Mentions: Given that overexpression of TSLP in the airway epithelial cells induces experimental asthma (9), and that TSLP mRNA is overexpressed in the bronchial mucosa of asthmatic patients (7), we attempted to identify stimuli capable of inducing TSLP production by human airway epithelial cells. To this end, primary small airway epithelial cells (SAECs) were stimulated with: (a) a cocktail of IL-1 and TNF to mimic the inflammatory microenvironment, and (b) bacterial peptidoglycan (PGN) and TLR ligands such as lipoteichoic acid (LTA) from Bacillus subtilis, poly I:C (mimicking viral double-stranded RNA), LPS, imiquimod, and CpG. TSLP was produced only in response to the inflammatory cytokines, PGN, LTA, and poly I:C (Fig. 3 A and Fig. S4, which is available at http://www.jem.org/cgi/content/full/jem.20062211/DC1). The failure of SAEC to respond to LPS, imiquimod, and CpG was explained by the lack of expression of the corresponding TLR's mRNA (Fig. 3 B). The supernatant fluids of activated SAECs promoted the TSLP-dependent proliferation of a BAF cell line transfected with the human TSLP receptor complex (Fig. 3 C). Moreover, the low levels of TSLP present in these culture supernatants were sufficient when used together with IL-1/TNF to induce IL-13 and IL-5 production from MCs (Fig. 3, D–F, and not depicted). Native SAEC-derived TSLP was active at much lower concentrations (50–100 pg/ml; see Fig. 3 A) than recombinant TSLP (10 ng/ml) used as a positive control (Fig. 3 D). This finding suggested that activated SAECs may produce additional factors that act to co-stimulate the response of MCs to TSLP; alternatively, it could reflect a difference in the intrinsic activity of native and recombinant TSLP. It is of note that SAECs stimulated with cytokines, PGN, or polyI:C did not produce detectable IL-5 or IL-13. Moreover, PGN or polyI:C induced the production of very low (<70 pg/ml) or undetectable levels of IL-5 or IL-13 by MCs, even when used together with IL-1/TNF. The observation that bacterial and viral products induce TSLP production by SAEC may be related to the well-documented aggravating role of infection in allergic as well as intrinsic bronchial asthma. For example, 60–80% of asthma exacerbations in children and adults are caused by rhinovirus infection (21). Rhinoviruses, like several other single-stranded RNA viruses, synthesize double-stranded RNA during their replication, thereby engaging TLR3 and initiating signaling cascades leading to cytokine production (22). The up-regulation of TSLP by bacterial products is, however, not restricted to airway epithelial cells as it has been shown in intestinal epithelial cells (23). TSLP activation of MCs may also contribute to the aggravation of AD resulting from skin colonization by Staphylococcus aureus (1). Thus, certain bacterial, viral, and nonspecific inflammatory stimuli (IL-1/TNF) may activate airway epithelial cells to produce TSLP in sufficient amounts to stimulate MCs and thereby initiate and/or aggravate allergic inflammation.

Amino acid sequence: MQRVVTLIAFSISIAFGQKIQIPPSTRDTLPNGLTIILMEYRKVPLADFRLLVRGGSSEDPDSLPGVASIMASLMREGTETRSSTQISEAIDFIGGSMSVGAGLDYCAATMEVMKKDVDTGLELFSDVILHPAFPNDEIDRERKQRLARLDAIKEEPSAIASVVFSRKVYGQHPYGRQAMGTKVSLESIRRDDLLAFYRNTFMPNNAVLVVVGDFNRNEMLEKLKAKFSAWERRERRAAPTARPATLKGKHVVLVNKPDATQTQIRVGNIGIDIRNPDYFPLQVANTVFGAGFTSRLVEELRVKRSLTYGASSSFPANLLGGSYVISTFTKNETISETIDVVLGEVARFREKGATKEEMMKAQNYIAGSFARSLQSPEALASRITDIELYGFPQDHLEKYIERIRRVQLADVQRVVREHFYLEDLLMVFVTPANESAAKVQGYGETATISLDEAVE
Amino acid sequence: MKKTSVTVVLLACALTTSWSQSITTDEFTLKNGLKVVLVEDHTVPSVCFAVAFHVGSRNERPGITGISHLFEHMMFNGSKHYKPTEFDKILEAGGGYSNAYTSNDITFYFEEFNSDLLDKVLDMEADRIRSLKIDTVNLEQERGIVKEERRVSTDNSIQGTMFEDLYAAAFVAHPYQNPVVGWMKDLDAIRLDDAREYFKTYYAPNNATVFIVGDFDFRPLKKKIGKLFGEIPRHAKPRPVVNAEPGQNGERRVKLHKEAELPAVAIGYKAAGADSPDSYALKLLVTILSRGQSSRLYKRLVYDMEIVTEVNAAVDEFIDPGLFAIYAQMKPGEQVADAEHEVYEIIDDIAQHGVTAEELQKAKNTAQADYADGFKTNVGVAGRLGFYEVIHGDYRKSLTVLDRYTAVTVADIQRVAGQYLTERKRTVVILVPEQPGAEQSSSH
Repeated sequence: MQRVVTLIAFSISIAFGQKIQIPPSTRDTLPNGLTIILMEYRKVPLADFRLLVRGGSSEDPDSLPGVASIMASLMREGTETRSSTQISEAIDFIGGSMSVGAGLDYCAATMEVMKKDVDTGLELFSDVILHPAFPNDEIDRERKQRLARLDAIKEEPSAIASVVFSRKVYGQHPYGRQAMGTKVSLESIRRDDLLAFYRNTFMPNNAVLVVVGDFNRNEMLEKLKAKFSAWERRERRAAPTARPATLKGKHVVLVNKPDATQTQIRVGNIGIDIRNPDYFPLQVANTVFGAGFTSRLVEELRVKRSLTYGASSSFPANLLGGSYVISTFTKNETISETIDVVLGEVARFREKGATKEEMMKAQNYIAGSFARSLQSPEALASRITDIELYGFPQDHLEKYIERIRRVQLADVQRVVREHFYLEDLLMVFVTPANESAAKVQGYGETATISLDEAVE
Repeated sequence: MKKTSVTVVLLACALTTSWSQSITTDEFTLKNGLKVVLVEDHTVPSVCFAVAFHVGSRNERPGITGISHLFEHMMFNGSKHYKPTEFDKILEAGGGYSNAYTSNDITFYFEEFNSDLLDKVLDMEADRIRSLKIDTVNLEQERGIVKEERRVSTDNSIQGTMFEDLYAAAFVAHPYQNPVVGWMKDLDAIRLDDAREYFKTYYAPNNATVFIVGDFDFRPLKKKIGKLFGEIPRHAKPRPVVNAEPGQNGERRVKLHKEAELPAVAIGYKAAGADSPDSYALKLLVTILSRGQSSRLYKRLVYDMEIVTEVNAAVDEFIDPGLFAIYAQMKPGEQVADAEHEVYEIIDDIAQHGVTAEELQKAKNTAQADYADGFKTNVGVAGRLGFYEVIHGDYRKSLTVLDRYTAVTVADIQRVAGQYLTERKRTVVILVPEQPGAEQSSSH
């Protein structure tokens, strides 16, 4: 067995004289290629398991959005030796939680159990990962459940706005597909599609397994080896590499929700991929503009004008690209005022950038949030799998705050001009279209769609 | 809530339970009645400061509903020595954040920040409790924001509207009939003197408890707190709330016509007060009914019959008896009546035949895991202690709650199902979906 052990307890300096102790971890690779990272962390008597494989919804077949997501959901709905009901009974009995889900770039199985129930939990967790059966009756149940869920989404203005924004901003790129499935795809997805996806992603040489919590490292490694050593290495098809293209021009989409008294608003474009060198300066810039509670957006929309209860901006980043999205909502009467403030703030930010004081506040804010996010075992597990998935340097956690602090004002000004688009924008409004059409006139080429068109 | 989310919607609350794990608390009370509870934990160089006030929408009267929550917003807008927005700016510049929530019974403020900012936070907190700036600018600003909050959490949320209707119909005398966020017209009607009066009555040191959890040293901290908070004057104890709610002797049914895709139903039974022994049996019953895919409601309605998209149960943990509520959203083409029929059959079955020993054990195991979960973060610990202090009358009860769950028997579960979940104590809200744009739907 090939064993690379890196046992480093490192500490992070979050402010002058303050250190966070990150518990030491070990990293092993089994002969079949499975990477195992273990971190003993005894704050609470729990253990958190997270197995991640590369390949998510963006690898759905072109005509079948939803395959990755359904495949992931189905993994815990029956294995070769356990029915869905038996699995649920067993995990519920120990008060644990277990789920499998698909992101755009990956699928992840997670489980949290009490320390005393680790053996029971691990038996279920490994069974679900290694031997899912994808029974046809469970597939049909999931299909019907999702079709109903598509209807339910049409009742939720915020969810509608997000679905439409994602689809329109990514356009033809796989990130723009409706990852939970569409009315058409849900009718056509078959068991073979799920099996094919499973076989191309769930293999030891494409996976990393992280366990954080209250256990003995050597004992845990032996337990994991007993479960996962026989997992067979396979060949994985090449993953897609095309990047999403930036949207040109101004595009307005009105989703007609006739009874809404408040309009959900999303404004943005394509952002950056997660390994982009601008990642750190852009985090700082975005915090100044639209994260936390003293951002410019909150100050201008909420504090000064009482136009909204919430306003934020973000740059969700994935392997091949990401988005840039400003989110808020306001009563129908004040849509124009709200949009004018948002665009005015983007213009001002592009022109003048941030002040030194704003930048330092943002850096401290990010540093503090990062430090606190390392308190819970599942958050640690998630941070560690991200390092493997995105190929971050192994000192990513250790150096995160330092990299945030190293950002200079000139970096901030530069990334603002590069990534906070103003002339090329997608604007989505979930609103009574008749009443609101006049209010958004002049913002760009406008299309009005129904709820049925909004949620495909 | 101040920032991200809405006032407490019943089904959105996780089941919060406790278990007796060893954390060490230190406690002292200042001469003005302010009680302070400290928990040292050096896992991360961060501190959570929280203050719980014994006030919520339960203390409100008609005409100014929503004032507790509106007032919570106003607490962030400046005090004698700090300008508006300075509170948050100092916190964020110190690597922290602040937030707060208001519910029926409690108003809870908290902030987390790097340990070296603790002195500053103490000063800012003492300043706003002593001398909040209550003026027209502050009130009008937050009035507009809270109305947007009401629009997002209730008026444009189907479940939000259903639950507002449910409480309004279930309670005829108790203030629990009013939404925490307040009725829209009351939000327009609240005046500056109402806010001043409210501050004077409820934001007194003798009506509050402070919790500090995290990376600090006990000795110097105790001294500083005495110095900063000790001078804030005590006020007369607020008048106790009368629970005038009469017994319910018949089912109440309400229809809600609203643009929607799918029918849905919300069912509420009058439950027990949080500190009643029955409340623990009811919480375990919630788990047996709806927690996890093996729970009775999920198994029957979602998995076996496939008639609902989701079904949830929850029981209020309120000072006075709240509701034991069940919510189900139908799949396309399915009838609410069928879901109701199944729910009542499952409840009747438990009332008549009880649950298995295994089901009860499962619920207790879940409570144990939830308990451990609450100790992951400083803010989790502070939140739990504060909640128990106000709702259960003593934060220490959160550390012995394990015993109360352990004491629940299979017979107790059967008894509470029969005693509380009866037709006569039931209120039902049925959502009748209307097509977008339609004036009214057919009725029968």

Bottom Line: Here, we describe how TSLP might initiate and aggravate allergic inflammation in the absence of T lymphocytes and immunoglobulin E antibodies via the innate immune system.We show that TSLP, synergistically with interleukin 1 and tumor necrosis factor, stimulates the production of high levels of Th2 cytokines by human mast cells (MCs).Direct epithelial cell-mediated, TSLP-dependent activation of MCs may play a central role in "intrinsic" forms of atopic diseases and explain the aggravating role of infection and scratching in these diseases.

View Article: PubMed Central - PubMed

Affiliation: Laboratory on Allergy, CHUM Research Center, Notre-Dame Hospital, Montreal, Quebec H2L 4M1, Canada.

ABSTRACT
Compelling evidence suggests that the epithelial cell-derived cytokine thymic stromal lymphopoietin (TSLP) may initiate asthma or atopic dermatitis through a dendritic cell-mediated T helper (Th)2 response. Here, we describe how TSLP might initiate and aggravate allergic inflammation in the absence of T lymphocytes and immunoglobulin E antibodies via the innate immune system. We show that TSLP, synergistically with interleukin 1 and tumor necrosis factor, stimulates the production of high levels of Th2 cytokines by human mast cells (MCs). We next report that TSLP is released by primary epithelial cells in response to certain microbial products, physical injury, or inflammatory cytokines. Direct epithelial cell-mediated, TSLP-dependent activation of MCs may play a central role in "intrinsic" forms of atopic diseases and explain the aggravating role of infection and scratching in these diseases.

Show MeSH
Related in: MedlinePlus